Let us tell South Sudan’s Story through our own eyes

July 30, 2015 OPINION/NEWS




Peter Louis

Journalist Stella Poni has urged South Sudan photojournalists to gain professional skills that will enable them to tell South Sudan’s Story through their own eyes. Stella is one of the ten female journalists attending the ongoing two week photojournalism training course in Juba.

The photojournalism and conflict sensitive reporting through photography course, is organised by the United Nations Educational Scientific and Cultural Organisation (UNESCO), with the financial support of the Swedish International Development Cooperation Agency (SIDA).

Launched on Monday 20th July 2015, the two week training is coordinated by a renowned national photojournalist Peter Gume and brings together ten female and ten male journalists with the objective of building journalists’ skills in photography, through a combination of theoretical training and field practicals.

Speaking during the launch, Justin Aleer de Mayen, the undersecretary of the Ministry of Information and Broadcasting underscored the important role journalists play and termed journalism a noble job. Acknowledging the support of UNESCO and other media development partners in promoting the freedom of expression in the media, as well as building journalists’ capacity in South Sudan, the Undersecretary said that where there is freedom of expression, citizens are able to think and make things happen. “Sensitive reporting is also important because it not only affects the lives of the people you report to and on, but affects your career also” Aleer de Mayen advised the photojournalists.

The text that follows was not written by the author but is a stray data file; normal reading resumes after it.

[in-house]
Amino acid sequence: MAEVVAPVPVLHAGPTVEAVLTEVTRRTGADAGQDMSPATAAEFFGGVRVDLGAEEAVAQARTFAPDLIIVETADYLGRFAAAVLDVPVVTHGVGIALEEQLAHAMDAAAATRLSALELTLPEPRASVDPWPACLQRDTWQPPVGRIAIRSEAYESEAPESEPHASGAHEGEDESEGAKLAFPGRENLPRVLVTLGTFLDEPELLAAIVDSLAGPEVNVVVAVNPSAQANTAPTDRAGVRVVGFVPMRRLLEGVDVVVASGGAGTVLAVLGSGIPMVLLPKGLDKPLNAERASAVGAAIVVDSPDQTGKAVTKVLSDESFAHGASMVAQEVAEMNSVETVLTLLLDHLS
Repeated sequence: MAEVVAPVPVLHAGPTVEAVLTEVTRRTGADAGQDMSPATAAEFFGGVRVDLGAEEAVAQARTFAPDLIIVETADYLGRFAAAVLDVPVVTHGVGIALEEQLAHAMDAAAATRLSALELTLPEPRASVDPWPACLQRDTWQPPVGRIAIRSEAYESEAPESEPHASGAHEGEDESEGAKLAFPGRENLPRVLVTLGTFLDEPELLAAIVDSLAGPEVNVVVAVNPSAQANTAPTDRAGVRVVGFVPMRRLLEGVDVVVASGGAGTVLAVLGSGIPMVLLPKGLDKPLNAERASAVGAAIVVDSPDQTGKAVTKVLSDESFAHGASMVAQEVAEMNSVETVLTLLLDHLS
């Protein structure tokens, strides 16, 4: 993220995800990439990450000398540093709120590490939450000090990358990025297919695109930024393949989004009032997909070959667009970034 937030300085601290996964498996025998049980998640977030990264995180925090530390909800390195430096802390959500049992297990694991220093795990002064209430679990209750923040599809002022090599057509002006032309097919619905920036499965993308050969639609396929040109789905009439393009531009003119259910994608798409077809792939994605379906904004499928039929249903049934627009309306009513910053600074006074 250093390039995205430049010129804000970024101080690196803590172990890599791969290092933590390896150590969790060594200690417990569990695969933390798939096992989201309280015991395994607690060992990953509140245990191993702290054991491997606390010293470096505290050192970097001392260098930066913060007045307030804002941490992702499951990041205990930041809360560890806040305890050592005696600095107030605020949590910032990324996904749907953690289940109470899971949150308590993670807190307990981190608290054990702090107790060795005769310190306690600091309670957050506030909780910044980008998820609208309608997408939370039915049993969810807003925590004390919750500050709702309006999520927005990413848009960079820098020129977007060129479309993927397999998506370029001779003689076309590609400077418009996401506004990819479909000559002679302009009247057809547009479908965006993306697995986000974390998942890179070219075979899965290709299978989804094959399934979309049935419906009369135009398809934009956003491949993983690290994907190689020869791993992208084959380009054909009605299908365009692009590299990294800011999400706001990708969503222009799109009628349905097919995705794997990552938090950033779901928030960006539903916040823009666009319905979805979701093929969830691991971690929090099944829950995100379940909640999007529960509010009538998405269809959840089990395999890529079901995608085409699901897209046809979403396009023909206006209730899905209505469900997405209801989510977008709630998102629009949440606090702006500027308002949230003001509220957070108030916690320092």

While responding to Journalists on the question regarding the delay in establishing the Media Authority, the Undersecretary informed journalists that before the end of 2015, the South Sudan Media Authority will be in place, one of the key roles being to register and accredit national and international journalists, which the Ministry of Information and Broadcasting has been undertaking in the absence of the Media Authority.

Echoing the same sentiments on the role of journalists, Elisabeth Hårleman, the Swedish International Development Cooperation Agency (SIDA) Representative in South Sudan, emphasised the important role journalists play in providing information that ordinary people would not have access to. She applauded the 50% representation of women in the training, acknowledging the difficulties experienced in getting female journalists to participate in such training. “The best journalists are those that recognise their role as servants of the people as they have a huge power to influence people” emphasised Ms Hårleman.

“UNESCO has walked with the people of South Sudan before and during the current crisis, by building the human and technical capacity of the media training institutions, media personnel and journalists associations” said Ms Lydia Gachungi, the UNESCO Juba Communication and Information specialists. She emphasised that in spite of the current humanitarian crisis in South Sudan, UNESCO, in collaboration with other media development partners, has continued to support the development of the South Sudan media sector, to ensure the current crises does not cripple the communication platforms.